There have been several reports demonstrating case-reports or collectives of specific tumour types, however, in our opinion there is a deficit in establishing a proper differential diagnosis of tumour lesions of the hand [10, 13, 14]. Therefore, this study included all types of primary tumours located in the hand. This systematic retrospective analysis of the collected data from the Bone Tumour Registry in Hamburg yielded a total of 631 cases divided into five major tissue types and one compilation of various tissue origins. Cartilage-derived tumours represented the main majority of all tumours of the hand. Furthermore, a predominance of tumours occurring in the phalanges was noted and the demographic distribution was significant aiding in establishing differential diagnoses.
A previous collection by Baumhoer and Jundt assembled chondrosarcomas, osteosarcomas and Ewing sarcomas and their main differential diagnoses . Thus, their focus was on malignant tumours. They had registered 37 malignant bone tumours of the hands in the Basel Bone Tumour Reference Center since 1972 and reported clinical symptoms and presented valuable images.
However, there were more frequent tumour lesions than the ones listed by these authors. Therefore, we included in this current collection with over 600 cases all types of tumours found in the hand. Kitagawa and colleagues acknowledged the need to assess even soft-tissue tumours of the hand as there are bone changes associated with it . They identified that many tumours are frequently associated with bone erosions. The erosions tend to increase in depth without increasing in width and often only require surgical curettage but bigger lesions require greater surgical approach.
In agreement with previous studies, benign tumours are significantly more common than malignant tumours in the hand [2, 16–18]. Furthermore, elderly patients are more likely to have a malignant lesion whereas younger individuals present with a benign tumour. Enchondroma is the most common primary tumour lesion of the hand in the present study and as documented previously [19, 20]. Enchondromas are benign but tend to have high cellularity, enlarged nuclei and double-nucleated cells making differentiation between benign tumours and malign lesions like chondrosarcomas difficult. However, proper diagnostic work up is essential to not miss any malignancies and determine accurate diagnosis followed by successful treatment. Chondrosarcomas were reported to metastasise and hence have the potential to be fatal . Treatment of enchondromas is usually customised to the patient’s symptoms and risk for a pathologic fracture. Another tumour entity, which is special, is the bizarre parosteal osteochondromatous proliferation also known as Nora’s lesion, which is usually encountered on the surfaces of bones in hands and feet [13, 22]. It has a relatively high recurrence rate between 29 to 55% [22, 23]. It usually has a characteristic clinical and histologic appearance but still may be mistaken with other benign and malignant lesions like parosteal osteosarcoma. Though Nora’s lesions present with high recurrence rates and atypical histologic appearances, no metastases or deaths were reported, but high recurrence rates are indicative of a more extensive required resection in the treatment protocol [24, 25].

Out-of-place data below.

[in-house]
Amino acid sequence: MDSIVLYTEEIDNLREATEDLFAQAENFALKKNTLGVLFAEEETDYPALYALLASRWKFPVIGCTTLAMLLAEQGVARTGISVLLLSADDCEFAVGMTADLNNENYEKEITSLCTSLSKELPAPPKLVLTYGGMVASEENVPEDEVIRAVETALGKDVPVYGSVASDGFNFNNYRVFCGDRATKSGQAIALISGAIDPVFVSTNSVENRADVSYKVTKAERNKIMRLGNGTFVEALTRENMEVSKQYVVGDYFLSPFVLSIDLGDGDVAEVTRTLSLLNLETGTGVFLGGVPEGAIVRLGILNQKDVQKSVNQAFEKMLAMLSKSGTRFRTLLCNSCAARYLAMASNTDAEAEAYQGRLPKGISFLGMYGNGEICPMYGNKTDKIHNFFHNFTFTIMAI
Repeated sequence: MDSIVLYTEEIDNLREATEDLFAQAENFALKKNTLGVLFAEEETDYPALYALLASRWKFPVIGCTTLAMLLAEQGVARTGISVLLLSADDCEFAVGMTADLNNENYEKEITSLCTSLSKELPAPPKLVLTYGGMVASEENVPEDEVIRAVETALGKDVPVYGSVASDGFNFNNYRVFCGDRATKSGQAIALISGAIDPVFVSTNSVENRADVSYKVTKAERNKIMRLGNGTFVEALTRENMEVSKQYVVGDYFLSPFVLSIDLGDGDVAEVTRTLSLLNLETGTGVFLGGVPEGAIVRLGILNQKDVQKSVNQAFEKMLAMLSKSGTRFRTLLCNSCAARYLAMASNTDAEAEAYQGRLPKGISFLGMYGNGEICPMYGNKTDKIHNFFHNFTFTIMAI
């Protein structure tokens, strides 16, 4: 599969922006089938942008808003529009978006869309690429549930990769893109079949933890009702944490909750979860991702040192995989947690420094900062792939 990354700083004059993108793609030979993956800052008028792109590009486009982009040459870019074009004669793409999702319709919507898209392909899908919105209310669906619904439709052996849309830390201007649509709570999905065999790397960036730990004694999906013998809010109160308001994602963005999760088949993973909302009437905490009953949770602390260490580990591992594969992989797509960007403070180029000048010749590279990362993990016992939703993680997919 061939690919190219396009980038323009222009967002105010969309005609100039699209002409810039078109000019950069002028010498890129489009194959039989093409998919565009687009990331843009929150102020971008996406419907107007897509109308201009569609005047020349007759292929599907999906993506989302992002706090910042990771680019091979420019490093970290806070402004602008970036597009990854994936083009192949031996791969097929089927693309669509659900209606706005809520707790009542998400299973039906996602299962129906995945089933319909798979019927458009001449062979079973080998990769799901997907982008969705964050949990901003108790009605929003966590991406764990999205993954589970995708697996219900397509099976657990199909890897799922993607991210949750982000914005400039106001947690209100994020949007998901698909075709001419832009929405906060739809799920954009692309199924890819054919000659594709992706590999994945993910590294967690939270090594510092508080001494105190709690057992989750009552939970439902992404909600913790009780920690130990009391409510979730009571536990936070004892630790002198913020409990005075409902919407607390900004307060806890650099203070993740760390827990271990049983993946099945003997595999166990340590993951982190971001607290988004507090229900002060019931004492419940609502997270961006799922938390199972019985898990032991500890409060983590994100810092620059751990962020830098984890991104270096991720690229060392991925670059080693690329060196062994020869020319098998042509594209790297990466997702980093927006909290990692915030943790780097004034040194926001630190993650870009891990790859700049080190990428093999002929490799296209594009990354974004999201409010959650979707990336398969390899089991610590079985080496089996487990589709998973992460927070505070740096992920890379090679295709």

The present study has several limitations. The study is retrospective and lacks clinical management, however; we believe that this was beyond the scope of our study. Additionally, the therapeutic regimens have changed considerably over the last decades. Furthermore, to have seen such an enormous collection of individuals and therefore to have personally gained differential diagnostic knowledge about tumour lesions of the hand is rather uncommon making this study tremendously valuable for the clinical practitioner. The cut-off mark for demonstrating the major tumour lesions was set at 5% covering over 80% of all lesions detected in the current study, and therefore should deliver sophisticated and at the same time not overwhelming advice for clinical practitioners.
In conclusion, all primary skeletal tumours can be found in the hand and are most often of cartilage origin followed by bone cysts and osteogenic tumours. Phalanges of the hand most frequently have tumour lesions with enchondromas being the most often detected tumour overall. Additionally, two age peaks were identified for diagnosing tumour lesions of the hand: the second and forth decade. Over the observed time period of 30 years, malignant tumours were identified in about 11% of all cases and more often in older patients than benign lesions. These statistically evaluated results represent data of paramount importance for the clinician to help differentiate between various tumour entities in unclear, accidental or challenging radiographic findings with the use of the current data sets for tumour location, patient age and gender. Additionally, this research provides awareness of uncommon and rare tumours of the hand. Therefore, this information is extremely beneficial for the clinician in order to establish correct diagnosis early and consequently initiate proper treatment processes.